Here are the latest news items and commentary on current economics news, market trends, stocks, investing opportunities, and the precious metals markets. We also cover hedges, derivatives, and obscura. And it bears mention that most of these items are from the “tangibles heavy” contrarian perspective of SurvivalBlog’s Founder and Senior Editor, JWR. Today, we look at the price of gold, vis-a-vis the Hong Kong protests. (See the Precious Metals section.)
Gold Prices Plunge Right On Cue As China Golden Week Begins. JWR’s Comment: But watch gold soar, once the Chinese PLA and PAP crack down on the Hong Kong protestors. I predict that will get ugly there on a Tiananmen Square scale, sometime soon. I suspect that the PLA will probably wait until there is a major international distraction elsewhere, and then let slip their dogs of war.
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Hub Moolman: Silver and the Yield Curve Inversion
Economy & Finance:
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H.L. sent us this: Banks Just Changed the Rules of the Negative Rate Game for Danes. A pericope:
Denmark is about to become a test case for what happens when banks start charging a lot of customers to store their money.
That’s because one of the country’s biggest banking groups just changed the rules of the game, by removing the floodgate that had shielded most retail depositors. Until Friday, only people with roughly $1 million in surplus cash at their banks were facing a negative rate. Now, the threshold has been reduced to just over $100,000, with no guarantee it won’t go lower.
Other banks have hinted they’ll follow and economists say the development marks a major shift in how monetary policy will be felt across the economy.
Denmark’s latest response to negative interest rates has made it an even more interesting case study for the European Central Bank. Jan Storup Nielsen, a senior analyst at Nordea, reckons that many hitherto unknown consequences of negative rates will finally play out in the real world.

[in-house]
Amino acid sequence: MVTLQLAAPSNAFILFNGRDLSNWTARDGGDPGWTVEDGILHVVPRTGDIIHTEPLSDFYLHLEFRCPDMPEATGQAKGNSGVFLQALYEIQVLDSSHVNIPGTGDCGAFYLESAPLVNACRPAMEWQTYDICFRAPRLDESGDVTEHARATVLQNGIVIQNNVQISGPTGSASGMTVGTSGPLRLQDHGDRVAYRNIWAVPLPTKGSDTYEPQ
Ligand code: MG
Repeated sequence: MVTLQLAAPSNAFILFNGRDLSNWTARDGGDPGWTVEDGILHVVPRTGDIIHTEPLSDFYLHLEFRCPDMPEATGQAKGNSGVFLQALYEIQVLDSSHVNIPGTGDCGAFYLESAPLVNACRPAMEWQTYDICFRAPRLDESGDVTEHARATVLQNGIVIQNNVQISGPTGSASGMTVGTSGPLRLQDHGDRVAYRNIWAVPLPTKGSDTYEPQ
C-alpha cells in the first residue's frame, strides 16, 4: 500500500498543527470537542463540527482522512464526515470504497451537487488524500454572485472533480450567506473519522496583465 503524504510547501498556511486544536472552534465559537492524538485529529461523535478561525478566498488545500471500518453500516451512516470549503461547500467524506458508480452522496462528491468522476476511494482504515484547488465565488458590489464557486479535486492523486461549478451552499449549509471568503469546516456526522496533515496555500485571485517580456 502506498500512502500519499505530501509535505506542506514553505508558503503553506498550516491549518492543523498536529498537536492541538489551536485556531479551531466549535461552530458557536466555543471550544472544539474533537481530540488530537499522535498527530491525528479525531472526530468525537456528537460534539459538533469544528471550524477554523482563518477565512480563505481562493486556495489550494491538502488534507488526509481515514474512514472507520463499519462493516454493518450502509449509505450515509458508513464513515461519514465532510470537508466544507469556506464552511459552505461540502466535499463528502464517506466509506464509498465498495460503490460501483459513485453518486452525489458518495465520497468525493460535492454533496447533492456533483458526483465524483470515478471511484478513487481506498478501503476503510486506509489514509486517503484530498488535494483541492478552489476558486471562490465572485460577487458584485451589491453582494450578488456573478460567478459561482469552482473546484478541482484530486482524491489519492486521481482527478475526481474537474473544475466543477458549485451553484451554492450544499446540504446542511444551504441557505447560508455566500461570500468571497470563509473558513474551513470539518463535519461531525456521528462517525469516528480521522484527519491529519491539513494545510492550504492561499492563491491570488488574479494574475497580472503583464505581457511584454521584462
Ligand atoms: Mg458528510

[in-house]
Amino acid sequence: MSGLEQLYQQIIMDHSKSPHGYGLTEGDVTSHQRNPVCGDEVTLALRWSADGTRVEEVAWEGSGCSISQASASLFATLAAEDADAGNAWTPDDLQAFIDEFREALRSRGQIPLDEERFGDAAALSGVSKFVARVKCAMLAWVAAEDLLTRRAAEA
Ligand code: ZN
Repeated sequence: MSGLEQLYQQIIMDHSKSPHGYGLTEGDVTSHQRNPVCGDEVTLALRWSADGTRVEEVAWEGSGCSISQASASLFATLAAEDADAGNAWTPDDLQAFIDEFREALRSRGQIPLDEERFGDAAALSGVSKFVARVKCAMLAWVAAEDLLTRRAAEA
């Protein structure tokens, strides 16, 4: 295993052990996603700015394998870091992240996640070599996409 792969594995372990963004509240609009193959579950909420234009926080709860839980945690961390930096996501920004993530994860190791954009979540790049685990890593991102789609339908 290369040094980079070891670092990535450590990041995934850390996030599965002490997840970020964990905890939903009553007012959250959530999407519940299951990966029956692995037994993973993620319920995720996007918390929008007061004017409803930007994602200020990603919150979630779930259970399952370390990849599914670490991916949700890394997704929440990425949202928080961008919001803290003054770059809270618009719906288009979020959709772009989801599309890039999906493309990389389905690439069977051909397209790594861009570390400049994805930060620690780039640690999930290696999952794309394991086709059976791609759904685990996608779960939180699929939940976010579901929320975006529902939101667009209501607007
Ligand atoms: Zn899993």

‘So far, it’s just been a lot of theories about what will happen, but now we get a chance to see it in real life,” Nielsen said. “For the rest of Europe and the ECB this is perfect, because they can let Denmark learn all the consequences and then see what they should decide.'”
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I see that the market price of nickel was up again on Thursday, to $17,780. That is below its peak in early September, but still quite strong. Unless the price reverts to below $14,000, I expect that the U.S. Mint will either drop the cupronickel 5-cent coin from circulation, or replace it with another metal. They simply can’t go on forever, minting nickels at a cost of 8 cents apiece and putting them into circulation at 5 cents apiece. Governments enjoy seigniorage — but reverse seigniorage costs them!
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Over at Seeking Alpha: Netflix Has A 60% Problem
I’ve recently been diversifying my gun collection into more pre-1899 production cartridge guns from the 1890s. These include:
- A Swiss Model 1896/11 rifle. (Chambered in 7.5 x55 Swiss.)
- A Colt Lightning saddlering carbine made in 1884 or 1885. (.44-40)
- A M1896 U.S. Krag Cavalry Carbine. (.30-40 Krag.)
- A 1944 dated Finnish Sako M39 Mosin-Nagant that was built on a 1895-dated hexagonal receiver. (7.62x54r)
- A Mauser Model 1891 made by the Ludwig Loewe company. (7.65x53mm Argentine Mauser.)
Note: I plan to post a feature-length article early next year, with my detailed recommendations for pre-1899 antique gun investing. I consider these great investments, especially if a Federal ban on private party sales ban on modern (1899 and later) guns is enacted. Speaking of which: Please repeatedly contact both of your U.S. Senators and President DJT and tell them “NO, NO, NO Universal Background Checks!”
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Please send your economics and investing news tips to JWR. (Either via e-mail of via our Contact form.) These are often especially relevant, because they come from folks who closely watch specific markets. If you spot any news that would be of interest to SurvivalBlog readers, then please send it in. News from local news outlets that is missed by the news wire services is especially appreciated. And it need not be just about commodities and precious metals. Thanks!